Gov. Brian Kemp on Thursday joined the growing chorus of Republicans bashing “critical race theory,” the educational concept that seeks to highlight how historical inequities and racism still shape public policy and cultural conditions.
The Republican, who is aiming to build conservative support ahead of a tough reelection fight next year, urged the state Board of Education to take “immediate steps to ensure that Critical Race Theory and its dangerous ideology do not take root in our state standards and curriculum.”
“We must instead focus on our goal of providing the highest quality education to every child in Georgia, without partisan bias or political influence,” he wrote, adding that taxpayer funds should not be used to promote a “blatantly partisan agenda.”
Pressed for its definition of the concept, Kemp’s aides referred to an Encyclopedia Britannica entry that calls the theory a loosely organized framework based on the premise that U.S. legal institutions “are inherently racist insofar as they function to create and maintain social, economic and political inequalities between whites and nonwhites.”
Kemp’s office didn’t provide examples of whether it was being taught in any of Georgia’s 181 public school districts, though his aides said a new education policy would preempt that possibility.
Critics accused Kemp of trying to score points with conservatives who are wary of his falling out with former President Donald Trump by seizing on a GOP talking point.
”Acknowledging racism and its impact on our country shouldn’t be political,” said Jason Esteves, who chairs the Atlanta Public Schools board. “But when you need to please Trump, nothing is off limits — even if it means interfering with local control and banning a class that isn’t even taught in any of the 181 school districts in Georgia.“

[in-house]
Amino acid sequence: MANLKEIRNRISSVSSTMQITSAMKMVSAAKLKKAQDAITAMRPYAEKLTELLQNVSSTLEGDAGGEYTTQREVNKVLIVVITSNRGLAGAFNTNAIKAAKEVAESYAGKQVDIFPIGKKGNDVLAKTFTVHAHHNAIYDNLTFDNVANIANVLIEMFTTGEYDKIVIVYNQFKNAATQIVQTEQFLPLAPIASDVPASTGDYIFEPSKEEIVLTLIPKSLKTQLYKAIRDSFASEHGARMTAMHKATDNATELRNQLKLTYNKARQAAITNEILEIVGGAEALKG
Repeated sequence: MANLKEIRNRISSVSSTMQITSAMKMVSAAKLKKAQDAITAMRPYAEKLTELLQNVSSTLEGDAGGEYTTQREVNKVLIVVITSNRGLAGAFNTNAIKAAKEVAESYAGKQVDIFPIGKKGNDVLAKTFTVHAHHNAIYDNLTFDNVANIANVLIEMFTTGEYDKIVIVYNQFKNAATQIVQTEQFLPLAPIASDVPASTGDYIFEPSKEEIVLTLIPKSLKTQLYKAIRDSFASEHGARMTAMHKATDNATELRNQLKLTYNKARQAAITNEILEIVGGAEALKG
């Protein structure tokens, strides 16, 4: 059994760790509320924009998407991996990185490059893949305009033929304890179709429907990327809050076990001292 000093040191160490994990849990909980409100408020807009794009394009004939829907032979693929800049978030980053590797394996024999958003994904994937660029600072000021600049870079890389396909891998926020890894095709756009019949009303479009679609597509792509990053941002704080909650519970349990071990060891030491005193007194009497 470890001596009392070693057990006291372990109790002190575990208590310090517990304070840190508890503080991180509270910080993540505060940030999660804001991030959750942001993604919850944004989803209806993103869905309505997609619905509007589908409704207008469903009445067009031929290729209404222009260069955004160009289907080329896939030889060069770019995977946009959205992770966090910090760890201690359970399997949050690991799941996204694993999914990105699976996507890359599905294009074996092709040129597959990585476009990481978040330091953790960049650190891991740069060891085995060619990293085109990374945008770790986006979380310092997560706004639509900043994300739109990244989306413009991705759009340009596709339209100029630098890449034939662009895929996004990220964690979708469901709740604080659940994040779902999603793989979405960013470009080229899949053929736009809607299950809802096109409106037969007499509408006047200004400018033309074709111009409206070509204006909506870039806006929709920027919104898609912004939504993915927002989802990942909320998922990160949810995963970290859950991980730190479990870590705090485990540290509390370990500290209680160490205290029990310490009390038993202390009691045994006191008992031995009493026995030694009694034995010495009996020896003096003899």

Esteves, a senior officer of the Democratic Party of Georgia, added: “We need a governor that will tackle issues that actually impact Georgians, not one offering solutions in search of problems.”
The Georgia Department of Education does not mandate the teaching of any particular curriculum. Rather, the agency adopts standards about things students are expected to know and be able to do by certain grades, whether it’s addition in math or the history of the United States in social studies.
For instance, fourth grade social studies students are expected to be able to explain the causes, major events and consequences of the Civil War. Some school districts adopt curriculum. Others leave it to teachers to write their own. In some, it’s a mixture of both.
Kemp’s position contrasts with an academic movement that encourages teaching about systemic discrimination that left a legacy of racial inequality that persists today.
The conservative backlash has grown in recent weeks, and at least one GOP district last weekend adopted a resolution condemning the concept. Lawmakers in other states have gone a step further, seeking to restrict how race and racism are taught in k-12 curriculum.
In Georgia, Attorney General Chris Carr earlier this week joined 19 other state legal officials to oppose new federal rules regarding the teaching of the theory, along with the Pulitzer-Prize winning “1619 Project” by The New York Times that examines the legacy of slavery and racism in U.S. history.
The letter to the U.S. Department of Education specifically opposes a proposed rule that would prioritize grants for certain schools teaching critical race theory and the “1619 Project.”
Carr, who also faces a heated re-election battle, said the rule would “impose the flawed, radical teachings of critical race theory in Georgia’s schools” and that it must be rejected.
- Staff Writer Ty Tagami contributed to this report.